Just over 70% of drivers worldwide believe they can go out and buy a fully-autonomous, self-driving car today, according to research commissioned by automotive research consultancy Thatcham Research, Euro NCAP (New Car Assessment Programme) and Global NCAP, which has uncovered potentially dangerous levels of confusion over exactly what the current generation of connected vehicles are capable of.
The study of 1,567 motorists from China, France, Germany, Italy, Spain, the UK and the US was conducted by Opinion Matters. It found that 10% of drivers would be tempted to have a nap while using an assisted driving feature such as adaptive cruise control, and 34% would use a mobile phone – both highly dangerous and illegal activities.
Just under half of drivers did not believe they would be liable in the event of a crash while using assisted driving systems.
Thatcham’s director of research, Matthew Avery, laid the blame for the lack of clarity firmly at the door of car makers such as Audi, BMW and Tesla, all of which rely heavily on assisted driving capabilities in their advertising.
“Some carmakers are designing and marketing vehicles in such a way that drivers believe they can relinquish control. Carmakers want to gain competitive edge by referring to ‘self-driving’ or ‘semi-autonomous’ capability in their marketing, but it is fuelling consumer confusion. This is exacerbated by some systems doing too much for the driver, who ends up disengaged,” said Avery.
“Our message is that today’s technology supports the driver. It is not automated driving and it is not to be relied upon at the expense of driver attentiveness. The driver is in control and must always remain alert. If used correctly, highway assist systems will improve road safety and reduce fatalities, but they won’t if naming and marketing convinces drivers that the car can take care of itself,” he added.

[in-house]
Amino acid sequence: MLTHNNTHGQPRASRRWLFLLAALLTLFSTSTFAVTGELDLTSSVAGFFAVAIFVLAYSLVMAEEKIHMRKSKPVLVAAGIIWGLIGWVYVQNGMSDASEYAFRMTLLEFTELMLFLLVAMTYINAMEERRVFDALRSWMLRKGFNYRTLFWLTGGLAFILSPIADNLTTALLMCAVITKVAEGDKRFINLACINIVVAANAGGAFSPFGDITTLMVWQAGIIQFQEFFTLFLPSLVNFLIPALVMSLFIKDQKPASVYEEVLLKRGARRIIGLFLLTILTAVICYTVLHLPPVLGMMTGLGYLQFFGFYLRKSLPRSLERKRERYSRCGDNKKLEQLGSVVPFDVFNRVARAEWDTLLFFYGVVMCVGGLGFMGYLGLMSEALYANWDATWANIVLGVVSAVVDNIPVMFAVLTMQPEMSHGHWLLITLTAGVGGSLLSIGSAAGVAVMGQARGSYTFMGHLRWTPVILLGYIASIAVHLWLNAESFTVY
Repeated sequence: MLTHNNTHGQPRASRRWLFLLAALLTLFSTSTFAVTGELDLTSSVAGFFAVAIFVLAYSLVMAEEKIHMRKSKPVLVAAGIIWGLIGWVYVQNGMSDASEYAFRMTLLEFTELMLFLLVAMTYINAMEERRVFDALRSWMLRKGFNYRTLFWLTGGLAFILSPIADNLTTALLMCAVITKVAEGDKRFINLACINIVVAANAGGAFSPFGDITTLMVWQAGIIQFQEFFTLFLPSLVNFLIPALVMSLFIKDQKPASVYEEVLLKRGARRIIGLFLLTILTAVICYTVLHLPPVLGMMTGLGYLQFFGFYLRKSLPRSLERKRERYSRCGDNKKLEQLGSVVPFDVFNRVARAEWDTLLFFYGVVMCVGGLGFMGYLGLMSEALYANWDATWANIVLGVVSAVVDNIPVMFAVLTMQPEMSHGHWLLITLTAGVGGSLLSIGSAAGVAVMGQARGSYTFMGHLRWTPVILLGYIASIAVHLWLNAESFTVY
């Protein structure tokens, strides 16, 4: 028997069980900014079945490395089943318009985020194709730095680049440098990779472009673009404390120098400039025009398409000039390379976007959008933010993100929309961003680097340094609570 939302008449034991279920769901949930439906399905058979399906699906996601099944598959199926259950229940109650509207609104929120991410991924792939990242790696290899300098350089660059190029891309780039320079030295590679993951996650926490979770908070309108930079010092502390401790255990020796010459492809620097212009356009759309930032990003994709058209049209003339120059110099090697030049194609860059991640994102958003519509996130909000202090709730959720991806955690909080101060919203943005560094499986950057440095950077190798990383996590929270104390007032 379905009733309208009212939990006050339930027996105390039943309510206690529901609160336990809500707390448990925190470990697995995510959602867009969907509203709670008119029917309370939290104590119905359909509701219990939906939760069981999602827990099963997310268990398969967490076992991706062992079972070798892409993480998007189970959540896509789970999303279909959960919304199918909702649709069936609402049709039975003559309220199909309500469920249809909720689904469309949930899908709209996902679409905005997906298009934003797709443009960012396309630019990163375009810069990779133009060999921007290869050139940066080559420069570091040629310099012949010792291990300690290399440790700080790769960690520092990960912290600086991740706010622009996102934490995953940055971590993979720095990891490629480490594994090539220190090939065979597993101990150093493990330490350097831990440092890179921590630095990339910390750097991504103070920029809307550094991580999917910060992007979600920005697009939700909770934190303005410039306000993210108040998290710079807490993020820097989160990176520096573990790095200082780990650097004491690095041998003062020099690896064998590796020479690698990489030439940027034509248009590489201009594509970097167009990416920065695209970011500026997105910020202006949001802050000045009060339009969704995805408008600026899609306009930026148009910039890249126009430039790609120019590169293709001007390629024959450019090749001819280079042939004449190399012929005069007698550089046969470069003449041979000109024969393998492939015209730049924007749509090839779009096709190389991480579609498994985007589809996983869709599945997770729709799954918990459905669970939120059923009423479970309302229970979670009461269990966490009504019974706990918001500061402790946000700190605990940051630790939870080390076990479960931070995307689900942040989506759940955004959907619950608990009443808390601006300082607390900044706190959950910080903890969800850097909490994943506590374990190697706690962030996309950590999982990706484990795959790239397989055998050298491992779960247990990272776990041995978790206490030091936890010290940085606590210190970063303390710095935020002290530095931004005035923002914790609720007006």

The report cited a number of vague claims from carmakers, such as “The new Audi A6 is developed to take a step towards the era of autonomous driving, thanks to the Audi AI garage pilot and the Audi AI parking pilot”, from Audi, and “The C-Class is able to drive semi-autonomously in certain situations”, from Mercedes.
Tesla, which has been involved in a number of fatal crashes where it is thought drivers abrogated responsibility for their vehicle while using assisted driving features, makes the claim: “All Tesla vehicles produced in our factory, including Model 3, have the hardware needed for full self-driving capability at a safety level substantially greater than that of a human driver.”
“The lack of driver training and standardised controls, symbols and names for these features is further muddying the waters for consumers,” said Avery, a suggestion that the report appears to back up, suggesting that 74% of drivers said there should be standardised conventions for assisted driving features.
Euro NCAP, the pan-European car safety testing programme, said that no car on the market today provides full autonomy and that drivers remained fully responsible for safe driving whether using assisted features or not.
Moreover, it said, such systems should never be relied upon as an alternative to safe and controlled driving.
The body has released assessments of assistance technologies in 10 new cars currently on the UK market to help drivers better understand the current limits of the technology they are buying into.
These are the Audi A6, the BMW 5 Series, the DS 7 Crossback, the Ford Focus, the Hyundai Nexo, the Mercedes C-Class, the Nissan Leaf, the Tesla Model S, and the Volvo V60.
“Euro NCAP’s message from these tests is clear – cars, even those with advanced driver assistance systems, need a vigilant, attentive driver behind the wheel at all times. It is imperative that state-of-the-art passive and active safety systems remain available in the background as a vital safety backup,” said Euro NCAP secretary general, Michiel van Ratingen.
Rob Cummings, head of motor and liability at the Association of British Insurers, said that while it was essential consumers know the capabilities and limitations of their cars, the carmakers were perhaps not wholly to blame.
“It’s a delicate balancing act for carmakers. Offer too much assistance to the driver and they disengage, offer too little and the driver thinks ‘What’s the point?’ and switches the system off. The best systems are those that support the driver, but leave them in no doubt that they remain in control,” he said.